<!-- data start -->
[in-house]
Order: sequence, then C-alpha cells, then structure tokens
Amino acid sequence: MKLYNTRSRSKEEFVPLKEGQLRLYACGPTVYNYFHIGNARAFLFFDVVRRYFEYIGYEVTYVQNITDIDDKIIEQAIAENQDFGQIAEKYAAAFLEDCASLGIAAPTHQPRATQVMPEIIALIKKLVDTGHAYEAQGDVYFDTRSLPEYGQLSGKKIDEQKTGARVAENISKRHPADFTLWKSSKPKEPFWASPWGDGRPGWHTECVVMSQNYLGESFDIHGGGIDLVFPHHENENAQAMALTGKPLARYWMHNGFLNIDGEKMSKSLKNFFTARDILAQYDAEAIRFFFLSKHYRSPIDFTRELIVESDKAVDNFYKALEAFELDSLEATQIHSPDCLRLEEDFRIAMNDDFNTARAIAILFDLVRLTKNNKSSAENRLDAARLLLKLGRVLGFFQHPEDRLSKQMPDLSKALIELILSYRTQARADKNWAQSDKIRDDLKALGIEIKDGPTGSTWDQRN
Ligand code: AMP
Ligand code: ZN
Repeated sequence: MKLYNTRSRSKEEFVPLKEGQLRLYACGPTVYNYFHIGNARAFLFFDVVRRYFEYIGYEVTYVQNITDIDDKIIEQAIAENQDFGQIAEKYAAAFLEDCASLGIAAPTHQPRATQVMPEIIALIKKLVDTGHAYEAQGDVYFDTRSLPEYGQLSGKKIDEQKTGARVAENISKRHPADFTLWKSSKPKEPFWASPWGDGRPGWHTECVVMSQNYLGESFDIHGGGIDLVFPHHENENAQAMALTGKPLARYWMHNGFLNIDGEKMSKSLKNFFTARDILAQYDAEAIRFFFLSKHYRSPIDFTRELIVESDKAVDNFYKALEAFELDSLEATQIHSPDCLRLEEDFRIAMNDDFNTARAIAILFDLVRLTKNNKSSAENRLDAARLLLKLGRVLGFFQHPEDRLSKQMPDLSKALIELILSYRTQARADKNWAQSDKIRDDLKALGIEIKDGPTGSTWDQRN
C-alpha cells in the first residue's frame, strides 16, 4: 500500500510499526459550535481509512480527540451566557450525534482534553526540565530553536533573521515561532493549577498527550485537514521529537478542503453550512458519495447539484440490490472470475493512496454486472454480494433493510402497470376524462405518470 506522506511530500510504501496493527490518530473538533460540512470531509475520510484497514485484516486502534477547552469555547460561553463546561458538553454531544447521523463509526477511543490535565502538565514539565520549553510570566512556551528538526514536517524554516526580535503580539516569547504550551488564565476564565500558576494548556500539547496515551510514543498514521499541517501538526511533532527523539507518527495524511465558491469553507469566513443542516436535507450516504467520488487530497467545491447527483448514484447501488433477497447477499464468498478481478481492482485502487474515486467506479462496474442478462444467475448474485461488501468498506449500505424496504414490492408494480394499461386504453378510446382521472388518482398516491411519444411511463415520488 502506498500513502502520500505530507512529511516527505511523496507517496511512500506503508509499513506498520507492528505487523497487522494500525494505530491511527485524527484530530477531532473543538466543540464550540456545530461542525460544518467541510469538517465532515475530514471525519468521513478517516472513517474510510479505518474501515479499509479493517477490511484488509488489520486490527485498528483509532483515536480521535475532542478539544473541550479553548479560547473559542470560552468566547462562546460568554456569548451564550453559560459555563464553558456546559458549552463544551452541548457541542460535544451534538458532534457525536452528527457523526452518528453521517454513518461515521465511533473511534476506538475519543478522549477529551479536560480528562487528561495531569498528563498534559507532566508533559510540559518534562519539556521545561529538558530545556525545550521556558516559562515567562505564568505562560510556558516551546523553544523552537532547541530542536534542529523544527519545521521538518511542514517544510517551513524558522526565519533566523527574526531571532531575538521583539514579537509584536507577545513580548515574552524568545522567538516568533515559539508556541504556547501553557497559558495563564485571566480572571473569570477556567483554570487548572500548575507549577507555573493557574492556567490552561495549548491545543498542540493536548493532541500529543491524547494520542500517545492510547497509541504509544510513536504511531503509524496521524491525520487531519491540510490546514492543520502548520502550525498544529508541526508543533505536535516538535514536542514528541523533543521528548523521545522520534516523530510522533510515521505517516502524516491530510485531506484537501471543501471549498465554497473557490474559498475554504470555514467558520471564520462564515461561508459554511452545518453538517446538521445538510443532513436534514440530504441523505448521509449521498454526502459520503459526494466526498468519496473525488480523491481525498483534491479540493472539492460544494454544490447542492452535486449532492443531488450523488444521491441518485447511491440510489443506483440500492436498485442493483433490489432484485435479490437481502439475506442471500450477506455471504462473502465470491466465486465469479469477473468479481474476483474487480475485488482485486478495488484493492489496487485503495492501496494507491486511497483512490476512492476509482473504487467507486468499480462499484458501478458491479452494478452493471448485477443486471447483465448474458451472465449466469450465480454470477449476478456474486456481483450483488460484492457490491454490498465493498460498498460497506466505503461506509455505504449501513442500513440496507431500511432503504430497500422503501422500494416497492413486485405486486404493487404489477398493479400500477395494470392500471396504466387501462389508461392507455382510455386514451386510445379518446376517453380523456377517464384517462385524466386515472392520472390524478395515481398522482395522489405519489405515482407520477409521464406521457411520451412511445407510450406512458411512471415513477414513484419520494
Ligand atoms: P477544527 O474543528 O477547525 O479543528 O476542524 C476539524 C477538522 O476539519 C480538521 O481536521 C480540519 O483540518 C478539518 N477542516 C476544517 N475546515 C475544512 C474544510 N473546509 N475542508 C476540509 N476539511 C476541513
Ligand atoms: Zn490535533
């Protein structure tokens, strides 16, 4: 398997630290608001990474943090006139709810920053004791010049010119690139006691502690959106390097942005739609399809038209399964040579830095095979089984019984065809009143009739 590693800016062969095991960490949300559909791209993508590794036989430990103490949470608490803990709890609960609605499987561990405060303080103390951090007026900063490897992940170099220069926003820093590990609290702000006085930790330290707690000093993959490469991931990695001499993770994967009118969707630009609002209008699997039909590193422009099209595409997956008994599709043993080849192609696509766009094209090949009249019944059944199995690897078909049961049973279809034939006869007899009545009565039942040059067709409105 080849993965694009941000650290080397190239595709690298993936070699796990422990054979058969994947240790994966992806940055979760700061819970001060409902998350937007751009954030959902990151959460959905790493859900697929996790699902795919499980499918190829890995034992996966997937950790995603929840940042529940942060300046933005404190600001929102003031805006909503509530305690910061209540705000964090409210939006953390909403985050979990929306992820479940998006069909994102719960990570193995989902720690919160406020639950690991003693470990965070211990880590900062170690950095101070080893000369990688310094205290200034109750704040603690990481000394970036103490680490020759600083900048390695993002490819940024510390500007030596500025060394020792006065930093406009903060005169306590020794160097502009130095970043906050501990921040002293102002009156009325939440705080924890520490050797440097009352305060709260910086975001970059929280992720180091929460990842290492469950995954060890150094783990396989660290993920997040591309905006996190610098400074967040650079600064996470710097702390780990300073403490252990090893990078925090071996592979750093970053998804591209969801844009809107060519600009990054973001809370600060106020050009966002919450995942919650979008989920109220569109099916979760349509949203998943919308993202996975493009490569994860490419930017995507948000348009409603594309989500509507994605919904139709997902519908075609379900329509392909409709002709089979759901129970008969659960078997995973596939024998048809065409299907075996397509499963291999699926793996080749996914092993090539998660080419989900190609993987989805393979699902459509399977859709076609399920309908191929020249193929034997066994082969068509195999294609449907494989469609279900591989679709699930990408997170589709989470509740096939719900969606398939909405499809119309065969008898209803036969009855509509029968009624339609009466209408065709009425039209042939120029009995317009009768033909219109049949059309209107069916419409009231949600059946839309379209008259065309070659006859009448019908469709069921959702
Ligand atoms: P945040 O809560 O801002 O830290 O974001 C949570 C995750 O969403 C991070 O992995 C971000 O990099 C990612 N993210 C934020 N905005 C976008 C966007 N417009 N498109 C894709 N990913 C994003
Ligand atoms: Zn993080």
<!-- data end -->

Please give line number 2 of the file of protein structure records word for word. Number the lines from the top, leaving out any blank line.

Order: sequence, then C-alpha cells, then structure tokens